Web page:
Early steps of eukaryotic ribosome biogenesis require a large set of ribosome biogenesis factors which transiently interact with nascent rRNA precursors (pre-rRNA). Most likely, concomitant with that initial contacts between ribosomal proteins (r-proteins) and ribosome precursors (pre-ribosomes) are established which are converted into robust interactions between pre-rRNA and r-proteins during the course of ribosome maturation. Here we analysed the interrelationship between r-protein assembly events and the transient interactions of ribosome biogenesis factors with early pre-ribosomal intermediates termed 90S pre-ribosomes or small ribosomal subunit (SSU) processome in yeast cells. We observed that components of the SSU processome UTP-A and UTP-B sub-modules were recruited to early pre-ribosomes independently of all tested r-proteins. On the other hand, groups of SSU processome components were identified whose association with early pre-ribosomes was affected by specific r-protein assembly events in the head-platform interface of the SSU. One of these components, Noc4p, appeared to be itself required for robust incorporation of r-proteins into the SSU head domain. Altogether, the data reveal an emerging network of specific interrelationships between local r-protein assembly events and the functional interactions of SSU processome components with early pre-ribosomes. They point towards some of these components being transient primary pre-rRNA in vivo binders and towards a role for others in coordinating the assembly of major SSU domains.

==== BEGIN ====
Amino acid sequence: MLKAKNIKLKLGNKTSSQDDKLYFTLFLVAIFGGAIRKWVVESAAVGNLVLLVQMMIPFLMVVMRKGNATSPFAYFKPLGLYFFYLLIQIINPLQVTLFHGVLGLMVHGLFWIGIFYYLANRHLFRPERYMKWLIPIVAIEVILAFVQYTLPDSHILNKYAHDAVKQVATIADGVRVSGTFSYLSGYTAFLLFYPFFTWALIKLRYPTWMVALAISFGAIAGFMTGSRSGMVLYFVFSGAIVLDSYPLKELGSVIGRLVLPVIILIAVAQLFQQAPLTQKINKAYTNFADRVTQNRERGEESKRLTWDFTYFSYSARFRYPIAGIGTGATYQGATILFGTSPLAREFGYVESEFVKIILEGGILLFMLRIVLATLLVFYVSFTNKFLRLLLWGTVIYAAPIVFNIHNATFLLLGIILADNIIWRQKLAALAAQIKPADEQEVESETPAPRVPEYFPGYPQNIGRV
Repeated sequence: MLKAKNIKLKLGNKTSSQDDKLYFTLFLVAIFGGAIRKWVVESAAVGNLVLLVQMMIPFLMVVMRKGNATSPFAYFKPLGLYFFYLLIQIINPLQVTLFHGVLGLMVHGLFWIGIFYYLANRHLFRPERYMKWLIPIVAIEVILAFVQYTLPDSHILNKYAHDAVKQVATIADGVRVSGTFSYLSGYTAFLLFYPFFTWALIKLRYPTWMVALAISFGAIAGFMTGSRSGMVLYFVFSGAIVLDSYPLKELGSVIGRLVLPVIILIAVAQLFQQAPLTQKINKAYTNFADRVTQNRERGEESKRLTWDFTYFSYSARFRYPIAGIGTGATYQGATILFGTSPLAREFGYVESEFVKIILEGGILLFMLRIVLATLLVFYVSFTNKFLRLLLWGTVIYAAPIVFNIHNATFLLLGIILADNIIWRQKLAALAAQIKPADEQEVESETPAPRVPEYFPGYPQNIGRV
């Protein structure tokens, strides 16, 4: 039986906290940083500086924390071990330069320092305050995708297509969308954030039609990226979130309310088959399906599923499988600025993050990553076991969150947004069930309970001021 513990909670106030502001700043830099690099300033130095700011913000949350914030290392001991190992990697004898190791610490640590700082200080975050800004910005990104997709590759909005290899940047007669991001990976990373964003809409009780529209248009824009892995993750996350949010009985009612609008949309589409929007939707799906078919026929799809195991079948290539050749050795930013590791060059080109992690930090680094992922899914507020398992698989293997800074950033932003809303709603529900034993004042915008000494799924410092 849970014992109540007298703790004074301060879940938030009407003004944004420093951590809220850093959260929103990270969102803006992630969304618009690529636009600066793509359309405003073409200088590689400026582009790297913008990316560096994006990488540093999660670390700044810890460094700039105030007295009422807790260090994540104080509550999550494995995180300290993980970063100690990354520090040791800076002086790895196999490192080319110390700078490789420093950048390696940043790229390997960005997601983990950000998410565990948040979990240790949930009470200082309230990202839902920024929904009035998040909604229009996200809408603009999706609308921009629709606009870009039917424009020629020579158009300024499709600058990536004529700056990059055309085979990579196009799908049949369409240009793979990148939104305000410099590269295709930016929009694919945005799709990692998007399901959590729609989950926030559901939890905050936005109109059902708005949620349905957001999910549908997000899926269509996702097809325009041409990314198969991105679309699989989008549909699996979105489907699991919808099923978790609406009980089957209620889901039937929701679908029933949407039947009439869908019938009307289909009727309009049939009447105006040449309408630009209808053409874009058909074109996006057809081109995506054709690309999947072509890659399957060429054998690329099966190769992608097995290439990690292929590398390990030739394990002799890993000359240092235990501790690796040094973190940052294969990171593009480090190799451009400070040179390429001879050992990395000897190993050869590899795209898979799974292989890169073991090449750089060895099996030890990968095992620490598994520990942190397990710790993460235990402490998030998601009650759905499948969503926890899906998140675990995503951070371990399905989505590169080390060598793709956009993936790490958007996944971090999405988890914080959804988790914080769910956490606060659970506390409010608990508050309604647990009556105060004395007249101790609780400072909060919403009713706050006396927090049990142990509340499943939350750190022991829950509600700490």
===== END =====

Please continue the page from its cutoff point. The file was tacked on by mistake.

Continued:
The lateral stalk of ribosome is responsible for kingdom-specific binding of translation factors and activation of GTP hydrolysis that drives protein synthesis. In eukaryotes, the stalk is composed of acidic ribosomal proteins P0, P1 and P2 that constitute a pentameric P-complex in 1: 2: 2 ratio. We have determined the solution structure of the N-terminal dimerization domain of human P2 (NTD-P2), which provides insights into the structural organization of the eukaryotic stalk. Our structure revealed that eukaryotic stalk protein P2 forms a symmetric homodimer in solution, and is structurally distinct from the bacterial counterpart L12 homodimer. The two subunits of NTD-P2 form extensive hydrophobic interactions in the dimeric interface that buries 2400 Å2 of solvent accessible surface area. We have showed that P1 can dissociate P2 homodimer spontaneously to form a more stable P1/P2 1 : 1 heterodimer. By homology modelling, we identified three exposed polar residues on helix-3 of P2 are substituted by conserved hydrophobic residues in P1. Confirmed by mutagenesis, we showed that these residues on helix-3 of P1 are not involved in the dimerization of P1/P2, but instead play a vital role in anchoring P1/P2 heterodimer to P0. Based on our results, models of the eukaryotic stalk complex were proposed.